Cleft lip and cleft palate
Cleft lip and cleft palate—an opening in the lip or palate—may occur separately or in combination. These deformities originate in the 2nd month of pregnancy, when the front and sides of the face and the palatine shelves fuse imperfectly. Cleft deformities usually occur unilaterally or bilaterally, rarely midline. Only the lip may be involved, or the defect may extend into the upper jaw or nasal cavity.
Cleft lip and cleft palate occur in twice as many males as females; isolated cleft palate is more common in females.
Cleft lip or palate can occur as part of another chromosomal or Mendelian abnormality (more than 150 have been identified); however, exposure to teratogens during fetal development or a combination of genetic and environmental factors may also produce these defects.
Cleft lip with or without cleft palate occurs in about 1 in 1,000 births among Whites; the incidence is higher among Asians (1.7 in 1,000) and Native Americans (more than 3.6 in 1,000) but lower among Blacks (1 in 2,500). A positive family history is a risk factor for cleft defects.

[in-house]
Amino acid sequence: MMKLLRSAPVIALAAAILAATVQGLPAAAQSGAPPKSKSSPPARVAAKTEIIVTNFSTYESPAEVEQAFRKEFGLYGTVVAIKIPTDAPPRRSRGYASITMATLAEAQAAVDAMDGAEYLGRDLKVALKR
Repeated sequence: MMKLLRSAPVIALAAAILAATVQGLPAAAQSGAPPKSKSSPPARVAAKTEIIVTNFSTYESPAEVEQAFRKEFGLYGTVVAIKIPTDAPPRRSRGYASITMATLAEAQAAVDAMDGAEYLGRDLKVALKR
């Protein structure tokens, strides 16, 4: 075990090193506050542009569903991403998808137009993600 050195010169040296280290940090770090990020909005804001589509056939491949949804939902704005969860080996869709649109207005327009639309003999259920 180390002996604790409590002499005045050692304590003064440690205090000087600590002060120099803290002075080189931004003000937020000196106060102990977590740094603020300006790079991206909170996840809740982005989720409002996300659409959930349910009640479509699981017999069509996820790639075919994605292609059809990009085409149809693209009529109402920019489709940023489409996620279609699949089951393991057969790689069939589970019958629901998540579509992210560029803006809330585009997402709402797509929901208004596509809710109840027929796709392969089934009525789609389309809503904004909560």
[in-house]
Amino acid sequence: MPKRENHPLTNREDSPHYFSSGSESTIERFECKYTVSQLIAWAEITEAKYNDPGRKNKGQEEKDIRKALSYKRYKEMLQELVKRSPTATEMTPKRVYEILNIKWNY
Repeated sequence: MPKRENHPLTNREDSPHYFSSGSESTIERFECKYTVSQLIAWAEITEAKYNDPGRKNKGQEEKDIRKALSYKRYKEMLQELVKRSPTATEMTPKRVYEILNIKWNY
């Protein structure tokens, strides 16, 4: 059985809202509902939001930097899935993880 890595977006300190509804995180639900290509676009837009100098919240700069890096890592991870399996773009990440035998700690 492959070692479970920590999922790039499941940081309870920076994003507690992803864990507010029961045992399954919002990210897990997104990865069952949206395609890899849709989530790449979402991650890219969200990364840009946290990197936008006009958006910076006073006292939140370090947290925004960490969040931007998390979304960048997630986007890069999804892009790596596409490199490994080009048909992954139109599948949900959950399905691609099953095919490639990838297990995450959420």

Signs and symptoms
Congenital defects of the face usually occur in the upper lip. They range from a simple notch to a complete cleft from the lip edge through the floor of the nostril, on either side of the midline, but rarely along the midline itself.
A cleft palate may be partial or complete. A complete cleft includes the soft palate, the bones of the maxilla, and the alveolus on one or both sides of the premaxilla. A double cleft runs from the soft palate forward to either side of the nose, separating the maxilla and premaxilla into freely moving segments. In Pierre Robin syndrome, the tongue is displaced due to micrognathia. The tongue prevents the palate from fusing. Glossoptosis coexists with cleft palate.
Isolated cleft palate is more commonly associated with other congenital defects than isolated cleft lip or cleft lip and cleft palate.